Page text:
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Health starts in our homes, continues in our communities, and is largely impacted by our day-to-day choices and interactions. The interconnectedness of life demonstrates why providing holistic healthcare that delivers long term results is hindered by a primarily clinical approach. Instead, understanding how our health and wellness is influenced by how we live, work, play, and behave bears more importance than clinical and genetic factors. The concept of social determinants of health (SDOH), highlighted as a key trend in our recent 2020: Year of Integration Executive Brief, evolved from an industry trend and buzzword to an area of significant focus for all healthcare stakeholders.

Figure 1: Driving Factors of Health and Longevity

Sources: Kaiser Family Foundation, Beyond Health Care: The Role of Social Determinants in Promoting Health and Health Equity, May 2018

Although there are numerous ad hoc solutions making strides toward addressing social barriers, the missing link for sustained success is a convener— an entity that serves as the primary coordinator to unite all the individual efforts of health plans, clinical delivery, community and policy stakeholders in a holistic way. The healthcare ecosystem is the proverbial “the whole is greater than the sum of its parts” and the convener is the thread that stitches together the disparate SDOH players under a shared value proposition to deliver long-term sustainable costs and improved health outcomes. By aligning incentives and outcomes, conveners are responsible for coordinating and integrating coverage, policy, clinical delivery, and community-based resources for a member-centric approach:

The figure below depicts the role of a convener helping coordinate and align roles toward a common consumer centric model across coverage, policy, clinical, and community resources.

Figure 2: Member-Centric Approach of a Convener

Many organizations could play the role of a convener, and this role may vary by community. Payers, health systems, public health systems, and potentially large endowed community-based organizations are all options based on the local market. We believe that health plans are uniquely positioned to assume the convener role and drive alignment across policy, coverage, community, and clinical delivery. Health plans provide the greatest number of touchpoints with the entities above, as well as the capital and long-term value proposition to effectively act as a convener and achieve successful and profitable SDOH programs. Health plans are further ahead in advancements in data and analytics, cost management strategies, consumer engagement, and value-based care models to drive alignment as a convener in the future.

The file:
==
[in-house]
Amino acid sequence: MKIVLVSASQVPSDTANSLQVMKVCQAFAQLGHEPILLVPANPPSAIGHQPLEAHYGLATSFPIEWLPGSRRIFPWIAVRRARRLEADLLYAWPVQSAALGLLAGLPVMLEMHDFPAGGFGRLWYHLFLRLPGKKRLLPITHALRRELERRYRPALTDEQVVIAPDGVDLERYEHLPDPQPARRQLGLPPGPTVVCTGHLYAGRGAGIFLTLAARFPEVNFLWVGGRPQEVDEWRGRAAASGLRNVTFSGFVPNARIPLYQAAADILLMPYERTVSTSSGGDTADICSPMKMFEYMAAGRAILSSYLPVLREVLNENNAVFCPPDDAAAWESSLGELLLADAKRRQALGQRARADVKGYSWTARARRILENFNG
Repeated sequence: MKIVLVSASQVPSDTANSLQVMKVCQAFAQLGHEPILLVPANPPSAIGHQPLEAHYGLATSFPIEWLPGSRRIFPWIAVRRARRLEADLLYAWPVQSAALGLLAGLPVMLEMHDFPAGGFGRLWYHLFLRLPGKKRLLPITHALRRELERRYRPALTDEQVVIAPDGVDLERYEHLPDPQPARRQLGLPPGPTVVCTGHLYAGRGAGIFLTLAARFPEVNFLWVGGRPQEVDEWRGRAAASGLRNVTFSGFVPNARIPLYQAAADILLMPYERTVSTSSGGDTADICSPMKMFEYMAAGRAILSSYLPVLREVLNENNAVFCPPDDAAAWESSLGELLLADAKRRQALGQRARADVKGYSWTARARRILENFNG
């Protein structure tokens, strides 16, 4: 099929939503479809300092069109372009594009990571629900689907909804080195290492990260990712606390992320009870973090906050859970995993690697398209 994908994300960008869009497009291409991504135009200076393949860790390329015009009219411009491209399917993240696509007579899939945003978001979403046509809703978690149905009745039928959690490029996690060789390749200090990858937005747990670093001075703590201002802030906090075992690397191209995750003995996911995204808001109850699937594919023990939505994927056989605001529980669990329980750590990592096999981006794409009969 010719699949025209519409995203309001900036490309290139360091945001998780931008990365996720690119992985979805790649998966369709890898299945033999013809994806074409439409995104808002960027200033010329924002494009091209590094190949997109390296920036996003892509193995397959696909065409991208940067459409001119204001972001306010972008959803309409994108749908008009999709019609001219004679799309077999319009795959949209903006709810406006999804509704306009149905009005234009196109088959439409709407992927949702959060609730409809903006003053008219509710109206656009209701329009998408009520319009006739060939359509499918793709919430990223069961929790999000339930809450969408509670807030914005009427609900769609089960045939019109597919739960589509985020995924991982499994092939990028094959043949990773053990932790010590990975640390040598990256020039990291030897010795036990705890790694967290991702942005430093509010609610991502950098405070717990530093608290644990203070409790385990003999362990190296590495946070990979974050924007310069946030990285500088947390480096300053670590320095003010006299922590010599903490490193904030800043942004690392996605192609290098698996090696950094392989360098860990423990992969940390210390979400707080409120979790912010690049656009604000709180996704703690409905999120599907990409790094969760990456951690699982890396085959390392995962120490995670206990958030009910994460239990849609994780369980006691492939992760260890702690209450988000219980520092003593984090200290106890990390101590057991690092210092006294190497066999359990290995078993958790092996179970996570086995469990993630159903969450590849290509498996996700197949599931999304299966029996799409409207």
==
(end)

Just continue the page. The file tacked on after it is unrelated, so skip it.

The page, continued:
While health plans have demonstrated value creation by deploying social programs, a truly scalable model that drives sustainable cost reduction has not been proven. Figure 3 highlights examples of point solutions that address specific social needs. Based on point-to-point solutions and market-based solutions as seen below, we believe conveners can sustainably drive 5% of medical cost savings by aligning appropriate parties to comprehensively address social determinant factors and truly improve community health. Health plans with larger Medicaid and Medicare populations can demonstrate the greatest return on investment; however, we see opportunities across lines of business for group and individual members.

Figure 3: SDOH Examples





Today, only one or two entities collaborate to address a singular need within their communities. This fragmented narrow focus serves a singular value proposition rather than provide a broad community-based care approach. To drive long-term value, the understanding of unique consumer needs and the differences across markets will require a convener to create tailored programs at the intersection of a consumer journey point and market dynamics.

Figure 4: Consumer Journey & Market Based Approach


The payer, acting as a convener, holds unique insights into market demands and member needs regarding social determinants. These insights will be critical in developing adaptable and fluid approaches to addressing SDOH factors that often vary between regions, creating unique market profiles across the country. For example, the needs of members in urban, suburban and rural markets will vary based on different demographics and social barriers.

Figure 5: Market Archetype Overview

Sources: U.S. Census Bureau QuickFacts; BestPlaces; BCBS National Health Index; Becker’s Healthcare

By viewing unique member needs through the lens of local market dynamics, conveners can create targeted SDOH programs with the greatest impact. In the example below, a convener leverages its understanding of the unique member needs and local market to create a value-driven engagement model.